“Climate change affects everybody in the world. As the hip-hop community, we are also affected. We can use the mic power to break all the science of climate change, tell the truth about it in our local languages and let people understand that climate change is here to stay and we have to do something about it.”

Developing research for food security

Jaspher is now completing a PhD in Biology at the University of Neuchatel in Switzerland. His research explores bio-pest control using small worms (scientifically termed entomopathogenic nematodes) that kill insects that can cause damage to crops. These small worms live in symbiosis with a bacteria that it releases after penetrating the insect. Once released, the bacteria continue to digest the insect internal system which the worms then ingest as food and encourages their reproduction. Not all the bacteria released is ingested by the worms and Jaspher’s research seeks to understand the impact of the remaining bacteria on other organisms in the soil and plant growth and development.

His research is timely, as crop losses due to pests is increasing as climate change related increases in global temperatures are creating more favourable conditions for pests to proliferate and new species emerge. At the same time, there is a call to reduce the use of chemical pesticides due to their impact on the natural environment and move to more sustainable and natural pest control strategies.

Jaspher’s research is directly linked to his Master’s study in Agriculture for Sustainable Development which he completed at the Natural Resources Institute (NRI) at the University of Greenwich through a Commonwealth Shared Scholarship. His Master’s study looked at using bio controls and microbial pesticides as alternative environmentally safe control agents to support sustainable agriculture and food security.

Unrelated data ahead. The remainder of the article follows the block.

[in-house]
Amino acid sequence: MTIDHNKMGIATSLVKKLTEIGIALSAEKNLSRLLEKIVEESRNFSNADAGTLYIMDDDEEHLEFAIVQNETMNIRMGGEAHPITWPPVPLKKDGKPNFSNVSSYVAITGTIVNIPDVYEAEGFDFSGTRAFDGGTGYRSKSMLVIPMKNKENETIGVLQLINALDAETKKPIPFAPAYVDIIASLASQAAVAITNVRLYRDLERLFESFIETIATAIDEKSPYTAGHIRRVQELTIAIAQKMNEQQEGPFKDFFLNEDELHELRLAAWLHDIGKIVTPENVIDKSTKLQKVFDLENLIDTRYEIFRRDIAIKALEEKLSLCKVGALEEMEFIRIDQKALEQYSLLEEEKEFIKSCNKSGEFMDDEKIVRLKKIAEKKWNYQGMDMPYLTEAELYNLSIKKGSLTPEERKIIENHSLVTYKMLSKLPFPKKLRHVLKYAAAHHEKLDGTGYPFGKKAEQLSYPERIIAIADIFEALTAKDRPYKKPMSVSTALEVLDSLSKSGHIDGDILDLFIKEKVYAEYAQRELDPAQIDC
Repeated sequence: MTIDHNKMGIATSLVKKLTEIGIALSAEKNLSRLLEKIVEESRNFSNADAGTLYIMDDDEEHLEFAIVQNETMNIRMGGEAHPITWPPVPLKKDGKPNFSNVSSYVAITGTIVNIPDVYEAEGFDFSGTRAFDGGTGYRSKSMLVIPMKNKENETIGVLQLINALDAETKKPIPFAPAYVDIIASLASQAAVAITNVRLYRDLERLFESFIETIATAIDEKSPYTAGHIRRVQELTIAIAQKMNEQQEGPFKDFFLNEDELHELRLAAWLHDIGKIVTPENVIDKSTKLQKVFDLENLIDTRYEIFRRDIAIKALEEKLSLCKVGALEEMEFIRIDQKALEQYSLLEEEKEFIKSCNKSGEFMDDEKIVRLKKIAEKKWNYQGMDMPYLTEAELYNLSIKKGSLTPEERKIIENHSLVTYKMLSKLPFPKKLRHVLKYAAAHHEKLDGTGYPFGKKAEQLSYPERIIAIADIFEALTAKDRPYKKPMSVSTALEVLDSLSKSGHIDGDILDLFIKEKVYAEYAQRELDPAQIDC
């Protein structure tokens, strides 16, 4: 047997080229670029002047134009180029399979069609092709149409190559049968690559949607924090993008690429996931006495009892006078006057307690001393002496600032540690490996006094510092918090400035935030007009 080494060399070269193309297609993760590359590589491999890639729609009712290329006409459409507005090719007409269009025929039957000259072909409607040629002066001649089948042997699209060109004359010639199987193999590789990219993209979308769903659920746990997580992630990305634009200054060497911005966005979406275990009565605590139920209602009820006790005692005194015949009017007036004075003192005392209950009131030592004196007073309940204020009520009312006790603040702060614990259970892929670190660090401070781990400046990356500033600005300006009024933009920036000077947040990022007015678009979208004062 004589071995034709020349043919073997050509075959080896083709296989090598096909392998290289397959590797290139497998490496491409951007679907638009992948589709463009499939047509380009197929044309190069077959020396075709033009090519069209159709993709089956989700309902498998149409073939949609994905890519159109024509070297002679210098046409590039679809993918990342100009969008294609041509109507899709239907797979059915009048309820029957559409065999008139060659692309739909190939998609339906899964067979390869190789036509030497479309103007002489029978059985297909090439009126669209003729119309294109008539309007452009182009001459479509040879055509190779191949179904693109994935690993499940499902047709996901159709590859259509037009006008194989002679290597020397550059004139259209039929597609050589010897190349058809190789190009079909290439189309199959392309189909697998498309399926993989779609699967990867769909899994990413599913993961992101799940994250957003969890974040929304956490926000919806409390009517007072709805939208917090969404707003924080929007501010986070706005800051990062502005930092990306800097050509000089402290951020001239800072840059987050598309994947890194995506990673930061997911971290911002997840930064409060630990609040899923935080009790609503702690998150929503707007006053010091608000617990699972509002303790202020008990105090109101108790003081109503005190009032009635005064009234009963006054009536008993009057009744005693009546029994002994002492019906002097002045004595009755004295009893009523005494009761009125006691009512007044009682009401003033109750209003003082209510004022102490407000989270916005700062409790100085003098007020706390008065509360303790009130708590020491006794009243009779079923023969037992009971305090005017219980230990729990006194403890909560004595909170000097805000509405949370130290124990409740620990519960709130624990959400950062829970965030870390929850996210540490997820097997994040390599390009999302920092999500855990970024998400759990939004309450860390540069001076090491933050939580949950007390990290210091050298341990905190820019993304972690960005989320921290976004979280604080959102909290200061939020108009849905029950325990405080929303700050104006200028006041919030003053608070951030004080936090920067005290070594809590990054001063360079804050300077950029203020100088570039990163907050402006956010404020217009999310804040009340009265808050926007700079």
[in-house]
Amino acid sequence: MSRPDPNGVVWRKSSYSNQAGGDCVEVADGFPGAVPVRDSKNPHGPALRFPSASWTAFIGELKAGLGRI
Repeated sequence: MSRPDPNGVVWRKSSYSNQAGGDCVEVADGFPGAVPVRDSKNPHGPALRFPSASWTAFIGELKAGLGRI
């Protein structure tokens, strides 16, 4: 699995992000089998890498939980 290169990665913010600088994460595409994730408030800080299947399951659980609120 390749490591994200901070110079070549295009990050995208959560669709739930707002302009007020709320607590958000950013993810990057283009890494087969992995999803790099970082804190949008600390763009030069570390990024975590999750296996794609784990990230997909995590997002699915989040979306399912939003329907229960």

Using rap to work with different stakeholders

Jaspher excelled at NRI, building global contacts through his supervisors which has supported his current doctoral research. He was also the best graduating student and awarded best dissertation of the year for his studies which he reflects on with pride.

His current research will contribute to ongoing research on biosafety and sustainable agriculture using entomopathogenic nematodes and support the development of regulations about bio controls in food production.

Indigenous hip-hop remains an important part of Jaspher’s identity and how he communicates. Between his academic research and ability to use rap to raise awareness and capture people’s attention, he feels he is in a strong position to work with different stakeholders and achieve change.

“I believe that policies and politics influence a lot of things. But there is still time that we can get into new areas, keep on publishing, talking to politicians, those who are in that position, to communicate climate action. And there is still time to do this. Can things change? Yes, things can change.”

Jaspher Ewany is a 2017 Commonwealth Shared Scholar from Uganda. He completed an MSc in Agriculture for Sustainable Development at the University of Greenwich.